July 16, 2010

Making magical music for “The Sorcerer’s Apprentice”…

Posted in Between Us column, Entertainment at 3:45 am by dinaheng

Music brings emotion to life in the movies, and no one enjoys playing the unseen magician more than composer Trevor Rabin.

Rabin’s latest work is Disney’s new family adventure, “The Sorcerer’s Apprentice,” a film that stems from a 1797 poem written by Johann Wolfgang von Goethe, a German writer and natural scientist.

The poem, about the apprentice of an old “Hexenmeister” who calls upon a broomstick to do his magical bidding, inspired a small segment in the 1940 animated classic “Fantasia.”

“The Sorcerer’s Apprentice,” in theaters now, offers a modern sidestep tale about a sorcerer and his bumbling apprentice who must work together to resolve an ancient battle between good and evil to save Manhattan and their lady loves.

“I read the script and thought it was charming and colorful,” says Rabin, who composed the scores for “National Treasure,” “Remember the Titans,” “Con Air” and numerous other films. “It was quite a challenge because I had to adapt Paul Dukas’s music, rearranging it and putting my own touches to the new film.”

Dukas’s memorable symphonic piece “L’apprenti sorcier” has entranced audiences through the ages, giving life to the “march of the broomsticks” sequence in “Fantasia.”

“In ‘Fantasia,’ they cut the film to the music, but I had to put the adaptation to the film,” Rabin says. “This is an action film, and the timing to animation was very different. I tried to make the scenes cohesive with the rest of the score, making sure that there weren’t huge changes in energy and style.”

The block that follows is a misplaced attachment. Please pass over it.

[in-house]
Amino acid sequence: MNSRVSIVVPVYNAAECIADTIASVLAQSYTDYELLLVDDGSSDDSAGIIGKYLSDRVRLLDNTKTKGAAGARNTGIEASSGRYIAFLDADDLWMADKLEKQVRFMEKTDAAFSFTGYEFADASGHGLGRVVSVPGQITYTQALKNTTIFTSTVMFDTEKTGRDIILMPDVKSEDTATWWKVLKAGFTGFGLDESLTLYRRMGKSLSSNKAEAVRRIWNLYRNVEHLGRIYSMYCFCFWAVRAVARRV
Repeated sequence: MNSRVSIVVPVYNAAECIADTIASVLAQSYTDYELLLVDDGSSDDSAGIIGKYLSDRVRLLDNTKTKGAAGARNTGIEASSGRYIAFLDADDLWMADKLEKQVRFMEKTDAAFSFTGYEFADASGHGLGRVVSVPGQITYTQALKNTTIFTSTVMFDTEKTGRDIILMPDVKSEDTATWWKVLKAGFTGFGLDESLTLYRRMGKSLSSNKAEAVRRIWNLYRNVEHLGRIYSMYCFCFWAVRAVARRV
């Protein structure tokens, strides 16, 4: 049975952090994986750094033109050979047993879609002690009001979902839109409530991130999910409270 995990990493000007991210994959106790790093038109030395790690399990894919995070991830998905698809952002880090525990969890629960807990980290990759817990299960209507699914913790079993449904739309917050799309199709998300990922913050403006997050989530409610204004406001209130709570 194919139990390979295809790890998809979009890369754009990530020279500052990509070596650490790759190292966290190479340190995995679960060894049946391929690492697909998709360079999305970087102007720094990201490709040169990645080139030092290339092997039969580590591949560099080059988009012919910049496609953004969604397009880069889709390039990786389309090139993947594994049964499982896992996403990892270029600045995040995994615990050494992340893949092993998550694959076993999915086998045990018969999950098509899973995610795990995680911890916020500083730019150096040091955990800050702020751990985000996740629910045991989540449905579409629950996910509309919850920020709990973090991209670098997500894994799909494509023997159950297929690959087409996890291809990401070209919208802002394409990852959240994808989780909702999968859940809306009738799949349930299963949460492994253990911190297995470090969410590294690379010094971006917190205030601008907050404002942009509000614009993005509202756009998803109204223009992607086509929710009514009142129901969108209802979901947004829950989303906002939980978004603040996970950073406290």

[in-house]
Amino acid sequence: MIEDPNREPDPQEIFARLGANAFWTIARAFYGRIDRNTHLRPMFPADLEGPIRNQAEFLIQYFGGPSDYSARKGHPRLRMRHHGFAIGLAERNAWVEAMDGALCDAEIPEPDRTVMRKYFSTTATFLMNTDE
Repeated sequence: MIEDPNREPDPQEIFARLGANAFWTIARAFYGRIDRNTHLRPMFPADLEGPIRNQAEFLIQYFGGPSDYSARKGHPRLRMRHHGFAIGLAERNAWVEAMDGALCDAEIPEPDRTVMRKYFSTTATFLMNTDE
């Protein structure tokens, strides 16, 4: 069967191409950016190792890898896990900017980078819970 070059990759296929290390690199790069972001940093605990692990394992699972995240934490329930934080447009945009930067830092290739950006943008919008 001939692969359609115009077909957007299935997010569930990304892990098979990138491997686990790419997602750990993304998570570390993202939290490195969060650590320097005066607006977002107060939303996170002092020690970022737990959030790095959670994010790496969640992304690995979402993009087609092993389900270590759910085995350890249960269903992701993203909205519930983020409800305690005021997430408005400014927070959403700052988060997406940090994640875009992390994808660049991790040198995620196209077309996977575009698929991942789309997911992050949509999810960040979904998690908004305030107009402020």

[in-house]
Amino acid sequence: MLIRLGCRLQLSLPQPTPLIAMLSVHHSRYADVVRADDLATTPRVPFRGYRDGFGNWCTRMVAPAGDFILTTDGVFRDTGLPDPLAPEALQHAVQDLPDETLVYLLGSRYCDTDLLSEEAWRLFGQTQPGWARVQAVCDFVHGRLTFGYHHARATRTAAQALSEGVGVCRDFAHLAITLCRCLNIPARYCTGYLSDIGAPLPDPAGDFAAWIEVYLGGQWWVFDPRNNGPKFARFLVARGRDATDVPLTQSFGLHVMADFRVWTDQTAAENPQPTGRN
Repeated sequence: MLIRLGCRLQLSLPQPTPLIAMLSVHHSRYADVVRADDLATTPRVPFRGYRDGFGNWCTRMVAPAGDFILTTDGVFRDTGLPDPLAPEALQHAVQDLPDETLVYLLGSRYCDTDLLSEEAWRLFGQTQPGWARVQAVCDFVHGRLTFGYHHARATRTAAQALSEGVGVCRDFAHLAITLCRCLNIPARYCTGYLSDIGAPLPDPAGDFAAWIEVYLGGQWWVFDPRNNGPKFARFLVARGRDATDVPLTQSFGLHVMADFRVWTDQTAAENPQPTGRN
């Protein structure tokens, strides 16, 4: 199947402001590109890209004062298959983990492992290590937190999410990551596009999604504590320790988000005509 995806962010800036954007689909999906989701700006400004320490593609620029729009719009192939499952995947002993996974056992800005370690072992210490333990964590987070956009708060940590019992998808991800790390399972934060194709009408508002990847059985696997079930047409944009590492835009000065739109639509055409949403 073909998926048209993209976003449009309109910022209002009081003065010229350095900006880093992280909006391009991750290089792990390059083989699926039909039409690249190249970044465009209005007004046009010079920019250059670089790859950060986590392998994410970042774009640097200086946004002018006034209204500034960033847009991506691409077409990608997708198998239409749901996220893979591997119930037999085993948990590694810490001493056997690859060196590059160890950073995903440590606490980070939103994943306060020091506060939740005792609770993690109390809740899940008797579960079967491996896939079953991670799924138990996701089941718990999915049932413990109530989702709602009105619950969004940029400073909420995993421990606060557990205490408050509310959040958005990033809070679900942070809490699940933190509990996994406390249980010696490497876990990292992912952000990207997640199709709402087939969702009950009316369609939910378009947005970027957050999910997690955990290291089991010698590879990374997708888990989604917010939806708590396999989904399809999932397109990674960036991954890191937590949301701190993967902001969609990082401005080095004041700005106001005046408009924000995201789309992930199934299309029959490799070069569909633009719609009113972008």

If you’ve ever wondered what a film composer’s job entails, here’s an abbreviated  snapshot of the process. The composer develops themes for the various characters, which alert the audience that the character is part of the scene, as well as overall theme music for the film. He or she then creates a list for where music will play throughout the film. As the movie is shot, the composer writes music to rough cuts, changing the score as the film progresses.

“The commonality with all films is the time pressure,” Rabin says. “There are always last minute changes and differences of opinion among people to be resolved. It took two months to do the score for this film. We had several several orchestra scenes and worked with the Los Angeles Master Chorale. It’s thrilling to hear the music come to life, and that never changes.”

Rabin, who worked with various rock bands in his native South Africa, was a guitarist with the band Yes before deciding to become a film composer. He says music has always been in his life, with a father who was first chair violinist in the Johannesburg Symphony Orchestra for 14 years, and a mother who was a piano teacher.

“I grew up in an anti-apartheid household,” Rabin says. “The movie ‘Cry Freedom’ was (inspired by books) written by Donald Woods, who’s a cousin of mine. What’s great is there are people who are living and functioning in South Africa now who are oblivious to apartheid, so they’re the beneficiaries of it being dismantled.”

The composer has scored more than three dozen movies, ranging from action films like “Glimmer Man” and “Snakes on a Plane” to family fare like “Race to Witch Mountain” and “Get Smart.”

His next project is “Georgia,” a drama about the conflict between Georgia and Russia. “The music is very dramatic and Eastern European,” Rabin says. “Not very Disney.”

So if the musical magician were to compose a theme for his own personality, what would it be?

“Impulsive,” Rabin replies, quickly.

No doubt it would be memorable, as well.


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